Another variation on the bridal-party-seated-among-the-guests approach, which I read about in a wedding magazine, was not having a head table at all. Instead, the bridal party could be scattered at tables throughout the room, so that all the guests feel a bit special by having one of the esteemed bridal party at their table. That would make the bride and groom super approachable for guests! But then, the Reflective Groom and I discussed, wouldn’t the guests feel not so special if they got a bridesmaid or groomsman at their table rather than the newlyweds? Could the newlyweds rotate tables throughout the night so that everyone got a chance to dine with them? Would we then have to remember to bring our own cutlery and glasses with us everywhere we go throughout the meal? And the Reflective Groom and I would obviously know all the guests at the wedding, but would the rotating bridal party have to repeat the same small talk with strangers at every new table? We dismissed that idea and stuck with our plans for a long head table at the front.
The last question then was the order we would sit in at the head table, with our three bridesmaids and best man. My groom again pointed out that we should be sitting boy-girl-boy-girl, but the over-representation of females at the table meant that would not work so well. Also, he did not seem super enthused about spending the evening beside one of my best friends when he could be sitting with his own best friend… So we settled on the best man next to him, and the bridesmaids next to me.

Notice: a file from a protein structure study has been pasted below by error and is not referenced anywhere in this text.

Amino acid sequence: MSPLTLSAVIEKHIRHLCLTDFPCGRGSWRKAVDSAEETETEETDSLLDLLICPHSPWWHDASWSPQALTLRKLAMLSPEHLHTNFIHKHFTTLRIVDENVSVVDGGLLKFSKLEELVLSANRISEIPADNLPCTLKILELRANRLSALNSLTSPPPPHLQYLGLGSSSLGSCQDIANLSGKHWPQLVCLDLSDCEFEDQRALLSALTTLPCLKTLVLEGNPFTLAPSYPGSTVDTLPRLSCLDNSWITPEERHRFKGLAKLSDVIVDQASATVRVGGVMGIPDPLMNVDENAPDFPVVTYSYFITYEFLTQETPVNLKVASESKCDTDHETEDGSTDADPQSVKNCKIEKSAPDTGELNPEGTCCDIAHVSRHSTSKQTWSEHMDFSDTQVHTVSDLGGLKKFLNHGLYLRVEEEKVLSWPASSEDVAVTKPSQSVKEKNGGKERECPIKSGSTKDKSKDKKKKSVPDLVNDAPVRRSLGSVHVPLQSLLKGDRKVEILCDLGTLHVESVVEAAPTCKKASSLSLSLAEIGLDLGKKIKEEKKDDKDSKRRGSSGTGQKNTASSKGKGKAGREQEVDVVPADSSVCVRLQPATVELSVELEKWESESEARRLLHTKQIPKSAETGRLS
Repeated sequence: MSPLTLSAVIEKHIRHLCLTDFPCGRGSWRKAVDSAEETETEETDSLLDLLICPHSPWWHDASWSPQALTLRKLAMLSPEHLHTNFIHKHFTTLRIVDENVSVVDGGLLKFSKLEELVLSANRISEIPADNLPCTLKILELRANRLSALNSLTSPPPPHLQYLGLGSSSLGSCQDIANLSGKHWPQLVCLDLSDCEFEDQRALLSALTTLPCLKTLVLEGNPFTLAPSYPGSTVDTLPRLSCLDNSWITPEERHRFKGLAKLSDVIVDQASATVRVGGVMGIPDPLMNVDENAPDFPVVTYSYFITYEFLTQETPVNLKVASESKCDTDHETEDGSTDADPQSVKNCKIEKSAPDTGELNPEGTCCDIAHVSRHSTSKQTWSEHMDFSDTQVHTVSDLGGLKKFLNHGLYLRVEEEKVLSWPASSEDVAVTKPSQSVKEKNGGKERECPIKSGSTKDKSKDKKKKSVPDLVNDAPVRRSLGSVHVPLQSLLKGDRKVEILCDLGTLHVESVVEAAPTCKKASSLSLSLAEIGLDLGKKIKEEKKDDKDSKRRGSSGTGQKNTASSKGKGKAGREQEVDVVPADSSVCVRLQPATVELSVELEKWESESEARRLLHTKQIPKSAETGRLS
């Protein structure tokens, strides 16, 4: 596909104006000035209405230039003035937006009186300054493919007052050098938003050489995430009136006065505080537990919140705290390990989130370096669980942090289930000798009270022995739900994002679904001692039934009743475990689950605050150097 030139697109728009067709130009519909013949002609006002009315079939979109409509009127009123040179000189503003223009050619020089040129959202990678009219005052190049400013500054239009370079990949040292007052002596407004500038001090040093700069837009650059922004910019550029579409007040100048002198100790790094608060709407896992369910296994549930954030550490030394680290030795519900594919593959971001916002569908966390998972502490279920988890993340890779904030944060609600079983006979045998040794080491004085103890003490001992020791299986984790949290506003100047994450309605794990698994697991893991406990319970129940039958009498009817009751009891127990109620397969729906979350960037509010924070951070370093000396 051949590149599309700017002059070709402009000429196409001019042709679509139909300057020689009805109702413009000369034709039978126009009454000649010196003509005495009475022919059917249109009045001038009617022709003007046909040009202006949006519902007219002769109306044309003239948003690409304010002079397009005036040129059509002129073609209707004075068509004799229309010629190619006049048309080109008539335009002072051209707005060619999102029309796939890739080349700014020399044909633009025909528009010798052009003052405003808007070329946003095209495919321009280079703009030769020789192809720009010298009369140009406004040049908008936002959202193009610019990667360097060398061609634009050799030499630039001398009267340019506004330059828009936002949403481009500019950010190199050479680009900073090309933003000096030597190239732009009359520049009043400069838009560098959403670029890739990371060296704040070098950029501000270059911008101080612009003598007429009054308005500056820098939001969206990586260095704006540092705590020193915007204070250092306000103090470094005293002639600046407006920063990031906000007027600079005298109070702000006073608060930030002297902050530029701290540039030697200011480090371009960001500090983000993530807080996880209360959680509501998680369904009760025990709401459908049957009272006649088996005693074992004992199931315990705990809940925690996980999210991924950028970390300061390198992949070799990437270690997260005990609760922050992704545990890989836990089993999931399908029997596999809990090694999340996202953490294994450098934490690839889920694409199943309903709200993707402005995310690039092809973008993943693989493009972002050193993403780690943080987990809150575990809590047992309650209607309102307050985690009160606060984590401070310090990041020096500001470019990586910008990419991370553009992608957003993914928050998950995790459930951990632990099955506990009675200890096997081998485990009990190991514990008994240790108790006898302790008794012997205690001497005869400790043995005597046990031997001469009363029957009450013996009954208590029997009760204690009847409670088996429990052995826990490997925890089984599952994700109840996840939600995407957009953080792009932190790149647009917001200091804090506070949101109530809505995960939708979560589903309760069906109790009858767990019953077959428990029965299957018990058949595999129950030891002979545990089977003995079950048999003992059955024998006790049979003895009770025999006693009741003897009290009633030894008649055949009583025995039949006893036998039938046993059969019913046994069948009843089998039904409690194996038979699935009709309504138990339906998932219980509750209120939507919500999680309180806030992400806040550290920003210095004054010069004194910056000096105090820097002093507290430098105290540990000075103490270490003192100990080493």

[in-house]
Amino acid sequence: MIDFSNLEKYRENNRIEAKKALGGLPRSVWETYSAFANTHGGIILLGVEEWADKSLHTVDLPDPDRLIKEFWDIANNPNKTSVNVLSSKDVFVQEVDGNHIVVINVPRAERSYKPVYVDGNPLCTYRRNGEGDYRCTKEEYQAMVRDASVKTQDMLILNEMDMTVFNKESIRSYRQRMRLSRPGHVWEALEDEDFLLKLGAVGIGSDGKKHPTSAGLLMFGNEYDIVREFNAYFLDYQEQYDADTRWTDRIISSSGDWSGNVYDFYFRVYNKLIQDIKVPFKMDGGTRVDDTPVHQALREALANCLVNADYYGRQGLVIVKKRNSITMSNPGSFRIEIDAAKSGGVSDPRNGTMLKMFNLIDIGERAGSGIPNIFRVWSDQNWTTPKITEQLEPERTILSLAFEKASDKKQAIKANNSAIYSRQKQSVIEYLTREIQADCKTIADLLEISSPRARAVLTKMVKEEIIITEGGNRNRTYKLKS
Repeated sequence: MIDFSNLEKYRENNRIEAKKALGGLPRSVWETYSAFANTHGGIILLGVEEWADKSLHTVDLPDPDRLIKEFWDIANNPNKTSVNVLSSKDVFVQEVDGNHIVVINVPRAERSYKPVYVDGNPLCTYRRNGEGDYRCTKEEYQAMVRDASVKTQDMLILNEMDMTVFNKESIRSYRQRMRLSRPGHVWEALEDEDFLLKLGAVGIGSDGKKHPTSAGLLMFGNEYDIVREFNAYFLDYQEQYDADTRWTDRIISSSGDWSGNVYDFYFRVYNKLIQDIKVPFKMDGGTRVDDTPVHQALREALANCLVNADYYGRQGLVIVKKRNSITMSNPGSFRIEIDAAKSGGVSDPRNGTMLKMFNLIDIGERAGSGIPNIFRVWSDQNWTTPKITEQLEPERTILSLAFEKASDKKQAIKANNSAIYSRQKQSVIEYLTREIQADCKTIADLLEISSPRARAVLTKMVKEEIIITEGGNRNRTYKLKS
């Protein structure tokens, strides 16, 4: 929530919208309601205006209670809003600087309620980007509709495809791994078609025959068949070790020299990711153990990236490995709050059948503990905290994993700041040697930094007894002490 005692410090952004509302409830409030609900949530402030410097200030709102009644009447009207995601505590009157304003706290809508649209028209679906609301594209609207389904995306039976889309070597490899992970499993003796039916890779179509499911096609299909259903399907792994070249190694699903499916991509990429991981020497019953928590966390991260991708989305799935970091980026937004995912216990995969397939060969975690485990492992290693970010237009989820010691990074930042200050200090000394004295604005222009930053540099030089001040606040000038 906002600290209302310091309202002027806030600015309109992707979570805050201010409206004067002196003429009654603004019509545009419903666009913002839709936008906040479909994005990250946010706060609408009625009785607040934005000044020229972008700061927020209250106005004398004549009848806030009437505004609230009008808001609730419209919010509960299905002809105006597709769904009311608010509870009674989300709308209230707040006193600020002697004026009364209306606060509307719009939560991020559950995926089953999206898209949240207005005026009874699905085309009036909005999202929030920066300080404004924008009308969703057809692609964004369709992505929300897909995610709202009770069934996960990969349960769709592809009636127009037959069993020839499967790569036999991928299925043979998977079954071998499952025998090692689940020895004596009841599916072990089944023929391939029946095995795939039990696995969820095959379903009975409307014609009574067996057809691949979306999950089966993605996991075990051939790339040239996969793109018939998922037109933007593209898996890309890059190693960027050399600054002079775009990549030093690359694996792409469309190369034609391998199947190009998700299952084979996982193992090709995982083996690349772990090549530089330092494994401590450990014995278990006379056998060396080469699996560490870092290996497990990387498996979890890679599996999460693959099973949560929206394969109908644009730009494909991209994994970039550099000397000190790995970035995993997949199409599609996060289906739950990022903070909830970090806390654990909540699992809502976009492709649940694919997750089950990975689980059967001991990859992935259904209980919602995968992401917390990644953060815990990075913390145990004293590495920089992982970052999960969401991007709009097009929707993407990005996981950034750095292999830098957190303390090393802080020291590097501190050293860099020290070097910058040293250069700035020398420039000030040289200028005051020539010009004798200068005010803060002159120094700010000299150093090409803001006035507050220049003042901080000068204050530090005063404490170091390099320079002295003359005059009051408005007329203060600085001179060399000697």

I then needed to decide on the order of the bridesmaids. One bridesmaid lives in my groom’s country so I see her all the time; the other two are in my home country. As such, it made sense for the bridesmaid from my groom’s country to sit furthest away from me, so that I could spend more time with the other two. However, of those other two, one is prone to being critical and short-tempered, so – much as I love her to bits – I might find it too stressful to sit next to her during the wedding. As such, she sat in the middle of the bridesmaids, with the calmer friend from my home country right beside me. This order worked well, because it sat the two bridesmaids sitting furthest from me closer to the lectern, and they were the ones that would be giving the speech together at the reception. I told them that this simple matter of speech logistics was the reason for the seating order, to avoid anyone wondering why they weren’t sitting next to the bride.
And so how did those plans for our bridal table turn out? Tune in next week for the post on “After”!